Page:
So as we’ve seen brick and mortar stores are making a comeback post pandemic, but what about ecommerce? Are online shops taking a turn for the worse or are they also increasing? Let’s find out.

  1. 98% of consumers read reviews online before purchasing at a local store — it’s a good idea to get some reviews on your ecommerce store, or at least have online reviews for your brick and mortar to attract more customers.
  2. Ecommerce growth year-on-year was 27% in March 2022 — compared to brick and mortar’s growth of 8%, ecommerce is steaming ahead as the barriers to starting an online store are so small thanks to the help of website builders.
  3. Over 10% of all retail sales in the US will come from mobile commerce by 2025 — it’s worth creating online stores that are mobile friendly alongside maximizing social media, as the amount of mobile sales increases.
  4. Online shopping will exceed 1.7 trillion dollars by 2027 in the US — that’s a whopping figure projected by Statista.
  5. Ecommerce has reached a level of 15% in share of sales as of Q3 in 2022, this is up from 13.4% at the end of 2021 — both ecommerce and brick and mortar retail stores have seen an increase in sales since the pandemic.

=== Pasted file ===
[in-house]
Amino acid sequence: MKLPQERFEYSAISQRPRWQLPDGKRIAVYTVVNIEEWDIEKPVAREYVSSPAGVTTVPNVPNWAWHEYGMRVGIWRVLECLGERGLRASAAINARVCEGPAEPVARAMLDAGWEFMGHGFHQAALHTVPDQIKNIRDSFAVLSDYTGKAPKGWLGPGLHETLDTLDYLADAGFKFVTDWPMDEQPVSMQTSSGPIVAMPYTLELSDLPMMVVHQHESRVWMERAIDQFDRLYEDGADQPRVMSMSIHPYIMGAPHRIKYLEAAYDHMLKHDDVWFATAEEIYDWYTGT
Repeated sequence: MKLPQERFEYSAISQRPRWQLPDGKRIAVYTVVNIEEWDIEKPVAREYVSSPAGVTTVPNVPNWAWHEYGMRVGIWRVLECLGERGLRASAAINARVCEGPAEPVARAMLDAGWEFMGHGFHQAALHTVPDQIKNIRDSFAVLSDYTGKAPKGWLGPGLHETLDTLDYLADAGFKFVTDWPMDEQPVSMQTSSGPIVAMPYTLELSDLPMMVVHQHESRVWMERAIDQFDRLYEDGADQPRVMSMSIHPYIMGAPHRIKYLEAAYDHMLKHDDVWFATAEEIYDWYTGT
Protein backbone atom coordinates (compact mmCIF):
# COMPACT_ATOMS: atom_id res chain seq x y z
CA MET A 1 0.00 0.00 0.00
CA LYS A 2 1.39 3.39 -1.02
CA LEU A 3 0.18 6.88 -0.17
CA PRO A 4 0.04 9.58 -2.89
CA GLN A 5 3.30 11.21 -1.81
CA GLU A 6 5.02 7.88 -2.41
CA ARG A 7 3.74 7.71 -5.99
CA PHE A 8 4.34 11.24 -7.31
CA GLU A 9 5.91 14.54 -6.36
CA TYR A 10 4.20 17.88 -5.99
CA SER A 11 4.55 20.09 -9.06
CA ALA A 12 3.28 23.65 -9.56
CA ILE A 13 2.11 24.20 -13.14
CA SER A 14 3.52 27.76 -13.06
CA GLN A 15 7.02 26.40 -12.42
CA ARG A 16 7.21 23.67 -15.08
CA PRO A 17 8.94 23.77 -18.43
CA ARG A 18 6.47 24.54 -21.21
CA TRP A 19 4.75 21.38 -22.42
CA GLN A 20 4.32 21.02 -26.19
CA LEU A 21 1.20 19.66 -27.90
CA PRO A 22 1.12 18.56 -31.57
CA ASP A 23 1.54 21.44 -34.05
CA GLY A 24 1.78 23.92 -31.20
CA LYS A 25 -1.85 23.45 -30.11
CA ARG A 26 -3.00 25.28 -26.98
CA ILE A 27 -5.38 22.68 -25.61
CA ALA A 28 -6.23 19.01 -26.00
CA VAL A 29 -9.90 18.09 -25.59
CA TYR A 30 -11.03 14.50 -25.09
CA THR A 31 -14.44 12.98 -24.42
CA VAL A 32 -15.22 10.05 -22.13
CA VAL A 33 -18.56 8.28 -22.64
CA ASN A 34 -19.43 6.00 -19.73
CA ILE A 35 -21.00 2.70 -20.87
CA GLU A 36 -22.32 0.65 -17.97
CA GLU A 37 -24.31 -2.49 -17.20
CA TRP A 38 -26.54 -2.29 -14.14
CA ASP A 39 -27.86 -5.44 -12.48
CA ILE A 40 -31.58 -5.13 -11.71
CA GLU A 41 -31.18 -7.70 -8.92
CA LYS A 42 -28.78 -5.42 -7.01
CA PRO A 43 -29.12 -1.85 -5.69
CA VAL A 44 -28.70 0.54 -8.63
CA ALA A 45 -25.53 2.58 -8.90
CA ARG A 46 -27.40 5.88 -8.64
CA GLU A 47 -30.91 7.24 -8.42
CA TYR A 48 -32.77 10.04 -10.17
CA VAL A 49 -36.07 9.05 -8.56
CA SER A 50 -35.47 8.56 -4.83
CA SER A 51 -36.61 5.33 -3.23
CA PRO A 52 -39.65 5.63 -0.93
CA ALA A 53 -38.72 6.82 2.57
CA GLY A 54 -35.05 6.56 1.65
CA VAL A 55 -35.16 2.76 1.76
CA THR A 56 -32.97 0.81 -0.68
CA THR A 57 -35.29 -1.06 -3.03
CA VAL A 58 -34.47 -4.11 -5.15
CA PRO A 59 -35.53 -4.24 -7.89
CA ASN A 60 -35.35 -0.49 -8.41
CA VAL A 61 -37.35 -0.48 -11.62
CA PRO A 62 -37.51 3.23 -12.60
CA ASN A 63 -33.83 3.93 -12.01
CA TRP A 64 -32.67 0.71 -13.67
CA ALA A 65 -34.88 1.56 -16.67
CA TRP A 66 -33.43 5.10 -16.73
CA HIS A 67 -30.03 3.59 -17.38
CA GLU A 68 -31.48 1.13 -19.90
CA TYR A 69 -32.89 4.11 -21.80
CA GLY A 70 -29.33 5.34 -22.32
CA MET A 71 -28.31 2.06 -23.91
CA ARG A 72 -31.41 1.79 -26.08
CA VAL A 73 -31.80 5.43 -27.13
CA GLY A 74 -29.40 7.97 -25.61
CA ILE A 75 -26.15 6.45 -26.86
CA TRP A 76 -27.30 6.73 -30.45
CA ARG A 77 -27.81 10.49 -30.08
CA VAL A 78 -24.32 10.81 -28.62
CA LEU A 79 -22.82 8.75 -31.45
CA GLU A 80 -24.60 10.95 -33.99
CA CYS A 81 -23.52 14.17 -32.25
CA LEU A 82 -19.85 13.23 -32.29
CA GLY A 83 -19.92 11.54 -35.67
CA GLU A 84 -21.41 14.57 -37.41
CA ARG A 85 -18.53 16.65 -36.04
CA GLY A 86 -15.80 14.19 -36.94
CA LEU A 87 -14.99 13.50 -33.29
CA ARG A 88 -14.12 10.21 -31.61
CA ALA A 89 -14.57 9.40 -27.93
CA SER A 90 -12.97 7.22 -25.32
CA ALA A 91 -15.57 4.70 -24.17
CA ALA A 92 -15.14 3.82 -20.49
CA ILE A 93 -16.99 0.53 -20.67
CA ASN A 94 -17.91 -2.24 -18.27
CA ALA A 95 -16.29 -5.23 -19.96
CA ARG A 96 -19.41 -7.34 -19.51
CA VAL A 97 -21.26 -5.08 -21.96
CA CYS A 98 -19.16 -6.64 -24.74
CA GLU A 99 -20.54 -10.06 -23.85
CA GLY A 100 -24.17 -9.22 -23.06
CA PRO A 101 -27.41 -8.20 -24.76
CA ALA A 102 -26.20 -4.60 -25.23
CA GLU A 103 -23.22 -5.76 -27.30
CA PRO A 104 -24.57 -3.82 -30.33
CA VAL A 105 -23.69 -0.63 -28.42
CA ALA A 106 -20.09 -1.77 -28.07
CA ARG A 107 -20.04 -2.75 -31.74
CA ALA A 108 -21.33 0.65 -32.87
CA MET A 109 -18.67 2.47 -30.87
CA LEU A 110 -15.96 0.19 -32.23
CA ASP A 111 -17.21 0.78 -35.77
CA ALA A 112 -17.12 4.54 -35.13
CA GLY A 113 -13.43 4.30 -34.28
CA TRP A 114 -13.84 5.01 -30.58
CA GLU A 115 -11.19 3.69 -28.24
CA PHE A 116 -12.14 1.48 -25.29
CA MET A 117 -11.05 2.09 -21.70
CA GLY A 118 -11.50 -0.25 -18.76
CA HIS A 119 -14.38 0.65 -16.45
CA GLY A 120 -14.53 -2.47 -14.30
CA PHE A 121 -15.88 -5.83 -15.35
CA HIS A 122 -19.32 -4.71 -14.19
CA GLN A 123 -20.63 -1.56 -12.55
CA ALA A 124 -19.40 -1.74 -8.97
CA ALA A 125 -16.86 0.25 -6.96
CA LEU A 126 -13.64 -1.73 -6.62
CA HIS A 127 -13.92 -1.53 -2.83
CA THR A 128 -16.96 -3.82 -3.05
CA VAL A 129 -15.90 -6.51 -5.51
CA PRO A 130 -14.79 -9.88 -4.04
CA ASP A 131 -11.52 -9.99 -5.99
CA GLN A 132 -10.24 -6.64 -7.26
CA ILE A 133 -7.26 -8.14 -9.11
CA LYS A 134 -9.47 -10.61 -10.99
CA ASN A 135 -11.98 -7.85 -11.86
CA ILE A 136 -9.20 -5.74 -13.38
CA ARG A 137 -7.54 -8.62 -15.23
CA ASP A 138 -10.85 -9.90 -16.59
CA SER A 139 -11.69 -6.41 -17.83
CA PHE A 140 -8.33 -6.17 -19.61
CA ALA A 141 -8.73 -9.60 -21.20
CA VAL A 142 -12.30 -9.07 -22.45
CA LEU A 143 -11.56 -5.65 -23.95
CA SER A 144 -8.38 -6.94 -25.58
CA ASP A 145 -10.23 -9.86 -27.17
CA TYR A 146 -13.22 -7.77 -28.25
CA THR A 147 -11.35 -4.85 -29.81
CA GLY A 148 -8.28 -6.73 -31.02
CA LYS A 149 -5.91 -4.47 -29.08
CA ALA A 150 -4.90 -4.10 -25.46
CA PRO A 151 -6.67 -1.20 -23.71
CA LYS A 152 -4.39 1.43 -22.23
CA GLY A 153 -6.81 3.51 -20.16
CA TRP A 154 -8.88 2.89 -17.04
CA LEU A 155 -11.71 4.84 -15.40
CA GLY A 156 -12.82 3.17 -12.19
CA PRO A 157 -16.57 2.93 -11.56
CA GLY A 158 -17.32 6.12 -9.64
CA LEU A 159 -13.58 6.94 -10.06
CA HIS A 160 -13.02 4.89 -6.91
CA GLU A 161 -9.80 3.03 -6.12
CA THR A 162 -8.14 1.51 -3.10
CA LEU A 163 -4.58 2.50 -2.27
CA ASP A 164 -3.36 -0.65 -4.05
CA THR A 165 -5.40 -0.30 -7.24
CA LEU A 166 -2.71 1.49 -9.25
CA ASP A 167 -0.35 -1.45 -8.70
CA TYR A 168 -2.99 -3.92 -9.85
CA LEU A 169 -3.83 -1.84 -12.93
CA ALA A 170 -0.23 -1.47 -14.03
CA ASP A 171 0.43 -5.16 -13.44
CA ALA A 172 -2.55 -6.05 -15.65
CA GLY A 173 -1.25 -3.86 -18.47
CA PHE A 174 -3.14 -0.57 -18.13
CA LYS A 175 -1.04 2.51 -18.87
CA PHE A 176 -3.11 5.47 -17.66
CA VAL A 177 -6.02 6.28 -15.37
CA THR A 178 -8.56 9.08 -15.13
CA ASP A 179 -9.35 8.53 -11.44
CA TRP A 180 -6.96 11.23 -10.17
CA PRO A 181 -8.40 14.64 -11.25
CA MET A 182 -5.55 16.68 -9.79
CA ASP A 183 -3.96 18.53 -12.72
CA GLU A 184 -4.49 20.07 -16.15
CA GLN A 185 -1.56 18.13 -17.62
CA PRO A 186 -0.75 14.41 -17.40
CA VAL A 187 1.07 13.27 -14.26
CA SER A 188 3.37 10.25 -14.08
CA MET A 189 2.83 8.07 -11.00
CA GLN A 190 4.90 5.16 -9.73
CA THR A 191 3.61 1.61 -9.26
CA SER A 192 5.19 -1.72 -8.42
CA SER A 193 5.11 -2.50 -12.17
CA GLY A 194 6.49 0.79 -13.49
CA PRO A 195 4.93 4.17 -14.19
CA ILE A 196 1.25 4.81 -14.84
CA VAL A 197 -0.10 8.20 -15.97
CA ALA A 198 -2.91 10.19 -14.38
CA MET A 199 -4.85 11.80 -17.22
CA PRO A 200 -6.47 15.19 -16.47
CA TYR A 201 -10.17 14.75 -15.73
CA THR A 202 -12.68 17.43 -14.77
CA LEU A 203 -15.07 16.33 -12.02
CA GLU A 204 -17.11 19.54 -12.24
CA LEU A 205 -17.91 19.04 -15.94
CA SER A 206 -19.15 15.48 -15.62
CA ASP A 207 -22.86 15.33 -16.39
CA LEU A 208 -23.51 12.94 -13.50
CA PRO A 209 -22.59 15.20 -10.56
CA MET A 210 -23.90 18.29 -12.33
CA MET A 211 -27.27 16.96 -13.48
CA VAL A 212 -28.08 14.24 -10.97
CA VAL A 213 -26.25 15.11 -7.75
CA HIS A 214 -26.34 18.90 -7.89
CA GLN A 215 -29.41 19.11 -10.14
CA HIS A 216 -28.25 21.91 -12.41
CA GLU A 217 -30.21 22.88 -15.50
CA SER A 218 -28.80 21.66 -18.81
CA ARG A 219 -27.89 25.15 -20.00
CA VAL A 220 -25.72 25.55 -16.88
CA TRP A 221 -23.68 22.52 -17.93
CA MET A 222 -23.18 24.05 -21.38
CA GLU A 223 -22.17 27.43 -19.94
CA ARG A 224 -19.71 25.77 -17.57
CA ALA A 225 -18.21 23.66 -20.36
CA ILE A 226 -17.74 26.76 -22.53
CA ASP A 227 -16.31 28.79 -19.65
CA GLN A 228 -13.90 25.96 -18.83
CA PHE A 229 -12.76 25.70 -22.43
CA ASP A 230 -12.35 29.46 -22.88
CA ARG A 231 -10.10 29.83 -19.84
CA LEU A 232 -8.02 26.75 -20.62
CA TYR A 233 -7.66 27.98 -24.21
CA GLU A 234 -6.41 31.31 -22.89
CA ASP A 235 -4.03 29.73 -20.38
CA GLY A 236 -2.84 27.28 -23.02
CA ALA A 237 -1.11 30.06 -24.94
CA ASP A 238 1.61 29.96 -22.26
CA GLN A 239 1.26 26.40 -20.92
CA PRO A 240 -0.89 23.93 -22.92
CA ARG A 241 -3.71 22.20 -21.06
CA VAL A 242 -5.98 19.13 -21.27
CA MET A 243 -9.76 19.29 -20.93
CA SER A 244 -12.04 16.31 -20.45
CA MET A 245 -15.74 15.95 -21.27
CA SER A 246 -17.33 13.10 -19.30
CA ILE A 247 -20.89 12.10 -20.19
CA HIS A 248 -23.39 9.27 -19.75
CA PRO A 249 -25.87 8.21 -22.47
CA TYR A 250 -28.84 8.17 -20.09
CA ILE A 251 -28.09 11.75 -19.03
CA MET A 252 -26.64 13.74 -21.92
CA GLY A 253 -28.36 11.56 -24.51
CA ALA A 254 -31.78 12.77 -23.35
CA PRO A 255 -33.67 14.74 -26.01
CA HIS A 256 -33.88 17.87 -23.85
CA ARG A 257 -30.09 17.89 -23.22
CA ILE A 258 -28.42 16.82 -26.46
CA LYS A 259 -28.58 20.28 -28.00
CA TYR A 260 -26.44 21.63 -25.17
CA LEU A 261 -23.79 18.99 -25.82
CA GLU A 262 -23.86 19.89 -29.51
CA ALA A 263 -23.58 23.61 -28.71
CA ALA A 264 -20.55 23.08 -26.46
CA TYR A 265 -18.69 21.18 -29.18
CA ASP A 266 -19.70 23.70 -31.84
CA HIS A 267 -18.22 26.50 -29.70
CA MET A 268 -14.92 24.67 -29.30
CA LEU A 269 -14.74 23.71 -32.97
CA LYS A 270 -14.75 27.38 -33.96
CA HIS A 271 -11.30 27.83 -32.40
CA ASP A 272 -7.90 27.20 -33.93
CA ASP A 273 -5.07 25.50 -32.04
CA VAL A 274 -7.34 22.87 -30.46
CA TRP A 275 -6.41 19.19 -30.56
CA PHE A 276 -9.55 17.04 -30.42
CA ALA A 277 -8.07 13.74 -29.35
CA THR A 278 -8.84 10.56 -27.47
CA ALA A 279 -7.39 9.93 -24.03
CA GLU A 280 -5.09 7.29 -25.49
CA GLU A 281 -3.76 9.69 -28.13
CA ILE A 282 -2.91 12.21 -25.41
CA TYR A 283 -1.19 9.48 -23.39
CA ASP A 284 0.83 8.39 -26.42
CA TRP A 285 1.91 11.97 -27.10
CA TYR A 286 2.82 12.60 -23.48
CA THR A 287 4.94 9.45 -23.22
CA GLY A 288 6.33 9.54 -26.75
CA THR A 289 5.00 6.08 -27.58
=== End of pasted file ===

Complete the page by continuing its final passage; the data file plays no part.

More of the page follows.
How To Use Your Ecommerce Store to Its Fullest

It seems customers will trust those who have a mixture of a physical store and an online ecommerce store. Being able to order goods will add to your customers’ convenience and potentially give you a nice boost in profits.

To get the most out of your ecommerce store it might be worth using a website builder to cut on costs, as you won’t need to hire a web designer.

Website builders like Wix and Squarespace can offer you professionally designed websites, with plenty of sales features, plus marketing and SEO tools to get your products seen on Google.

Next it’s worth crafting your brand colors, logo, and taking professional product photos to shape your website. Always make sure to have the customer in mind, especially with your checkout process – the easier it is for them to buy, the better.

Kelley Van Boxmeer, Co-Founder and CEO at Motion Invest.

In contrast to typical brick-and-mortar expansion, opening an online store is far more cost-effective. Expansion into the digital world of commerce necessitates minimum overhead expenses. As for the creation of your website No need to hire programmers to accomplish the task. The appropriate eCommerce platform should give you all the services and resources you need to construct your website at an affordable price, no matter how much knowledge you have.

Further Information